Nicaea's sorrows begin again as soon as she wakes up the next morning.
Piange e sospira, e quando i caldi raggi
Fuggon le gregge a la dolce ombra assise,
Ne la scorza de' pini o pur de' faggi
Segnò l'amato nome in mille guise;
E de la sua fortuna i gravi oltraggi
E i vari casi in dura scorza incise,
E 'n rileggendo poi le propie note
Spargea di pianto le vermiglie gote.
She weeps and sighs, and when the flocks
Shun the sun's rays in the sweet shades,
On the bark of pines and beech trees
She keeps writing her beloved's name. (*)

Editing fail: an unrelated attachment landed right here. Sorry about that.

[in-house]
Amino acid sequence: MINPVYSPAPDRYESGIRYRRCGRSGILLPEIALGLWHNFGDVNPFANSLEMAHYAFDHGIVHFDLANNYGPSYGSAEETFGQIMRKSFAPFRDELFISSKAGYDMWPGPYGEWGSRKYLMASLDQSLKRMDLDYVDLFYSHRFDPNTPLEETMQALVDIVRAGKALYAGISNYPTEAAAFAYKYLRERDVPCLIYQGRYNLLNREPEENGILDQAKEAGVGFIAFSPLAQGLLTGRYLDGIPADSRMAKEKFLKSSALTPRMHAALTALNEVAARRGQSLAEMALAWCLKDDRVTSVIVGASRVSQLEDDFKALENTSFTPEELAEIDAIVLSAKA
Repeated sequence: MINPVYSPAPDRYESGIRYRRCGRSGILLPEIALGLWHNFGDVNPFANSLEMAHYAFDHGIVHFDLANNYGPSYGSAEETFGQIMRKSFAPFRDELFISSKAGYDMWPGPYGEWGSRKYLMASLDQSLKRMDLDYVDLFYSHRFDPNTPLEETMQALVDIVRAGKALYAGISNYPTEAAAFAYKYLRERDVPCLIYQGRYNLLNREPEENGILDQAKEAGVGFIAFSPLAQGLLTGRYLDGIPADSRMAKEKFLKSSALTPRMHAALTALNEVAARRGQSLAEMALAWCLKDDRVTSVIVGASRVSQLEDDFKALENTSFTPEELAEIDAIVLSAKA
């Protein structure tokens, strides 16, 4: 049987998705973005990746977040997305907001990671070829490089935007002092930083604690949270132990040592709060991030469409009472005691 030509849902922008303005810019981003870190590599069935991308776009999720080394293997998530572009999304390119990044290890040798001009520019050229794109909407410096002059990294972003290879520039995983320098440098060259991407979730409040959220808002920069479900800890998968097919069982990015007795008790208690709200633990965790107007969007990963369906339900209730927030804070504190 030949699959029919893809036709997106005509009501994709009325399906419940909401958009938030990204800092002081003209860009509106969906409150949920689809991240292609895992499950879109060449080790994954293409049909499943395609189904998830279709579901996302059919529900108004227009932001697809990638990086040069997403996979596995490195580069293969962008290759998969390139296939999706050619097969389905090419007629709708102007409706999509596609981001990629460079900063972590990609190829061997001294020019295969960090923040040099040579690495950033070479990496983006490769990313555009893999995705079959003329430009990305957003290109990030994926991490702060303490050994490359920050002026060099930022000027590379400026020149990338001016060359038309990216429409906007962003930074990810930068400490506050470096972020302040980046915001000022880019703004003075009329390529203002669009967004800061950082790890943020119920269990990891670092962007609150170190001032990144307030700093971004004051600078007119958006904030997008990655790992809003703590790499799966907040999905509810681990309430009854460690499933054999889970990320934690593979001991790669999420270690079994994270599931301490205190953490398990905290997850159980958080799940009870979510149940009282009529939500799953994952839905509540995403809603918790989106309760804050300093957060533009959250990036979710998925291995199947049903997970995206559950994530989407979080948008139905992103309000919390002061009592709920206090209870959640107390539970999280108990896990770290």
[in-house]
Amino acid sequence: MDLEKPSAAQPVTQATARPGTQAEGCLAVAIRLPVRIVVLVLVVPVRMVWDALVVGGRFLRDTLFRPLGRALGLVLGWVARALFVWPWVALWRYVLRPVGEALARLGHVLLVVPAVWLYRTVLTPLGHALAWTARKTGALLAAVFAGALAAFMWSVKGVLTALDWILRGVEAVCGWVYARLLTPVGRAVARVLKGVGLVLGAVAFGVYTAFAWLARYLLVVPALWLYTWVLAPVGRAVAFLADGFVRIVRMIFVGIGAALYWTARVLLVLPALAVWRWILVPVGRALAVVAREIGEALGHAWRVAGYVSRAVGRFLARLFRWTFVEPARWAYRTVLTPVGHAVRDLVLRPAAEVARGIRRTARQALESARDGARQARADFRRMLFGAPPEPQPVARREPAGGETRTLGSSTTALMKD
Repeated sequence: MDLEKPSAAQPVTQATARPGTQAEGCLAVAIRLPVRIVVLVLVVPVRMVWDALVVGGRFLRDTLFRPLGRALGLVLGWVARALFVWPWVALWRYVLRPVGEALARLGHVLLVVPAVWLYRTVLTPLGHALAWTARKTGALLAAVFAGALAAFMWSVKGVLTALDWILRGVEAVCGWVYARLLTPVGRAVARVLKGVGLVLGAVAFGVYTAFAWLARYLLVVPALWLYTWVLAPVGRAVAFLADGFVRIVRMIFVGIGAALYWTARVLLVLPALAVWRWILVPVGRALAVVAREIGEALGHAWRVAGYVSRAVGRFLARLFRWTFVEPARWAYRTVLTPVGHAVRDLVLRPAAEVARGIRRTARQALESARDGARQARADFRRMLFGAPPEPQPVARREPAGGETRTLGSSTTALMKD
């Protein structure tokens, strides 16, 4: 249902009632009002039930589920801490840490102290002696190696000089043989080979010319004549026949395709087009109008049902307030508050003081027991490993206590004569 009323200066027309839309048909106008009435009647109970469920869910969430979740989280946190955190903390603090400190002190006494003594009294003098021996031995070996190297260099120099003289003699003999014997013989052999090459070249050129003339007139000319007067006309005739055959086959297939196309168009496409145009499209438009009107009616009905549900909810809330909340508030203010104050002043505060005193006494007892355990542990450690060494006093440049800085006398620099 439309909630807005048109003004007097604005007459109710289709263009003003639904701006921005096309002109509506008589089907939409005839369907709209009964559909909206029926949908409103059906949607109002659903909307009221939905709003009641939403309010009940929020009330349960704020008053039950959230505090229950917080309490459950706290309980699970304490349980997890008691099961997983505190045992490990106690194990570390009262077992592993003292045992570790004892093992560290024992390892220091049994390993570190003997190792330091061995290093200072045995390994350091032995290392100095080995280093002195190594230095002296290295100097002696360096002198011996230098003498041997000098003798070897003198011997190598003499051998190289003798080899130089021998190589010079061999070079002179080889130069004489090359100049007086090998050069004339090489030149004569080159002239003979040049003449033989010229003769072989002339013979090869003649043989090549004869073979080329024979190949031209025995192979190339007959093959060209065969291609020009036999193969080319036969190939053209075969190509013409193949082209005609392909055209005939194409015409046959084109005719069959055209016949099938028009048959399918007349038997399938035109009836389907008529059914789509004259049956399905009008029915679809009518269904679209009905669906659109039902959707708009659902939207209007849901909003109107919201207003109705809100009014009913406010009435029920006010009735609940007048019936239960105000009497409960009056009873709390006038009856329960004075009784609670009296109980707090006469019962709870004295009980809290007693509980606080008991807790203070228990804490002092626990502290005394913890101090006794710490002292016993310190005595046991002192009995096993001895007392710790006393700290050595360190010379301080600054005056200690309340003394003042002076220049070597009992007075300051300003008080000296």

The deep inner scars of her fortune,
The many accidents she also carved,
And then rereading her own sentences,
She sprinkled her red cheeks with tears.
(*) This scene overturns the parallel episode in Ariosto's Orlando Furioso, when Angelica -- with her new love Medoro -- joyfully writes messages on the trees; so that [SPOILER] when Paladin Roland happens to find their love messages, he will suffer so much as to go insane (the furioso in the title).